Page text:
From left; Phoenix firefighter recruit Rory Costello, Capt. Tom Henry, Capt. Gilbert Cardenas and recruit Todd Yonker hoist rescue baskets atop a pallet of rescue supplies in this Tuesday, Aug. 30, 2005, file photo at the Phoenix Firefighter Training Academy in Phoenix, prior to leaving for New Orleans. Phoenix Fire department, which sent their search and rescue team to assist in the aftermath of Hurricanes Katrina and Rita, has had it's search and rescue teams suspended from operations by FEMA becasue it sent armed police officers to protect the firefighters during their deployement to the Gulf Coast. At issue is a rule in FEMA's Code of Conduct that prohibits Urban Search and Rescue teams from having firearms.
Photo credit: Matt York
PHOENIX (AP) -- The Federal Emergency Management Agency is defending its suspension of a search and rescue team from the Phoenix Fire Department, saying the team knowingly violated rules that bar guns.
FEMA officials sent the 28-person Phoenix team home on Sept. 26 after members were seen getting on a helicopter with a loaded shotgun while working on Hurricane Rita relief efforts.
FEMA spokesman Butch Kinerney said Phoenix was the only one of 28 teams that was sent home.
The team was pulled ''after a series of judgment errors by team leaders which violated FEMA rules and which put that team, other teams, and the victims they were rescuing at unnecessary risk,'' Kinerney said in a written statement.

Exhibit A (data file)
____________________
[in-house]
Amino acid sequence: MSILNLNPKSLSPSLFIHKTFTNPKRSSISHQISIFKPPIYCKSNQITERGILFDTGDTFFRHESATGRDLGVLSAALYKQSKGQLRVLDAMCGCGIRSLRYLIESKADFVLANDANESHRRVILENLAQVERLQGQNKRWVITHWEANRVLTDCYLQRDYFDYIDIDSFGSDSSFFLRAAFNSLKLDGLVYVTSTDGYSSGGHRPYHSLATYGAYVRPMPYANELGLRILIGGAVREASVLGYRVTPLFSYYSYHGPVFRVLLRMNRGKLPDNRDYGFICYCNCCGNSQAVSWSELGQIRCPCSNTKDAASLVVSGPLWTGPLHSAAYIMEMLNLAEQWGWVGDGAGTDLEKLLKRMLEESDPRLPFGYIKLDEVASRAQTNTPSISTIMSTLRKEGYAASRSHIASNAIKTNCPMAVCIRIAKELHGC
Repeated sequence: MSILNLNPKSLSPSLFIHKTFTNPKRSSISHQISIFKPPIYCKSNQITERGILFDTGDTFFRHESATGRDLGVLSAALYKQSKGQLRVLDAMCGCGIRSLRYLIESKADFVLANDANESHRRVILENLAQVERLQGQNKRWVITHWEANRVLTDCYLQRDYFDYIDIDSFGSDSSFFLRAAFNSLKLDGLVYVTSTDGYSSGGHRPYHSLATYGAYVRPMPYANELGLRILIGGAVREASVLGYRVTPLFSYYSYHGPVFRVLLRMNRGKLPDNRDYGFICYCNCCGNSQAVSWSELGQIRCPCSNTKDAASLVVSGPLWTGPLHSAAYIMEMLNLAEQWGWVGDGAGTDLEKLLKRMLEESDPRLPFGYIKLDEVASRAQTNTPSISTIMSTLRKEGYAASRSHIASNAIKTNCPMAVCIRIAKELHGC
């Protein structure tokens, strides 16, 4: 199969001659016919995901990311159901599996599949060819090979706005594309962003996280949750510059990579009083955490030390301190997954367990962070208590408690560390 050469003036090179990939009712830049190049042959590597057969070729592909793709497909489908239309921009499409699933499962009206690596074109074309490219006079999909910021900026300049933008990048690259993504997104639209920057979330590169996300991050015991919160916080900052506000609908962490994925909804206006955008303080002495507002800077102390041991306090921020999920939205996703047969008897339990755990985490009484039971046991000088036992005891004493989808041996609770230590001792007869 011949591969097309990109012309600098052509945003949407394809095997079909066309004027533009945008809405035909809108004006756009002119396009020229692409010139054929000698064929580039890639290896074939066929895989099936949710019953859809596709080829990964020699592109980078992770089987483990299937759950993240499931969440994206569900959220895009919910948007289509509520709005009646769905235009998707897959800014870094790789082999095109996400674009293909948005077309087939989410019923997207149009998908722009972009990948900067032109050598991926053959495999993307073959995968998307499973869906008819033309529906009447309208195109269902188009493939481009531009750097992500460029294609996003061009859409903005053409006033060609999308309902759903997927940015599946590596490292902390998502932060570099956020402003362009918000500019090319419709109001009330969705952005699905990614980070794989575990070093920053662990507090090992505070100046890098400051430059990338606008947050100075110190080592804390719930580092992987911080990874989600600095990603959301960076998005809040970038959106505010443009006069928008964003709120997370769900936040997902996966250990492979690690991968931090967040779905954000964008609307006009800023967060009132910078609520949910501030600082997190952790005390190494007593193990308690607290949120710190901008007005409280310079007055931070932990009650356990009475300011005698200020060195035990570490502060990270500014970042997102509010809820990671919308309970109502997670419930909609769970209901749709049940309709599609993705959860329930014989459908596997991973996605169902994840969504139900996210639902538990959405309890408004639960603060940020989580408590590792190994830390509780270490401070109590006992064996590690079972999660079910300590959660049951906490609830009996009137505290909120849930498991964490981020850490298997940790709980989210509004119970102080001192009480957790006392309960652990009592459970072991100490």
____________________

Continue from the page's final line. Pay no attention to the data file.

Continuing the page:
Four other teams were on standby when the Phoenix team was deactivated, so no victims were put at risk, Kinerney wrote.
The Phoenix team had deployed with four armed police officers who had been deputized as U.S. marshals.
The pullout ignited a firestorm Tuesday, with Phoenix Mayor Phil Gordon calling the FEMA reaction ''stunning, unbelievable, bewildering and outrageous.''
The criticism of the federal agency continued Wednesday, with Arizona Gov. Janet Napolitano and U.S. Sen. Jon Kyl both taking on the issue.
Napolitano criticized FEMA's actions as unfathomable when asked about the situation during a news conference Wednesday.
''I don't understand the reason for it. I think our first responders need to be operating in a safe and secure area so they can focus on their work,'' Napolitano said. ''This is just one of those dumb bureaucratic decisions that FEMA is notorious for.''
Kyl issued a statement saying the safety of rescue teams must be the first priority and if there are problems with outdated FEMA rules they need to be changed.
Assistant Phoenix Fire Chief Bob Khan was conciliatory Wednesday and seemed to be taking some of the blame.
''No one wants heads to roll over this thing,'' Kahn said. ''We were on the edge and they called us on it. Could it have been managed better on both ends? Yes.''
He said the fire department is determined to keep security with its units and was having discussions with FEMA on Wednesday. He said he believed the model of pairing security forces with rescue teams will eventually be accepted by FEMA.
The sticking point, he said, was what many thought was an overreaction by FEMA to the armed officers. He said FEMA officials had been told about them and told them to keep a low profile.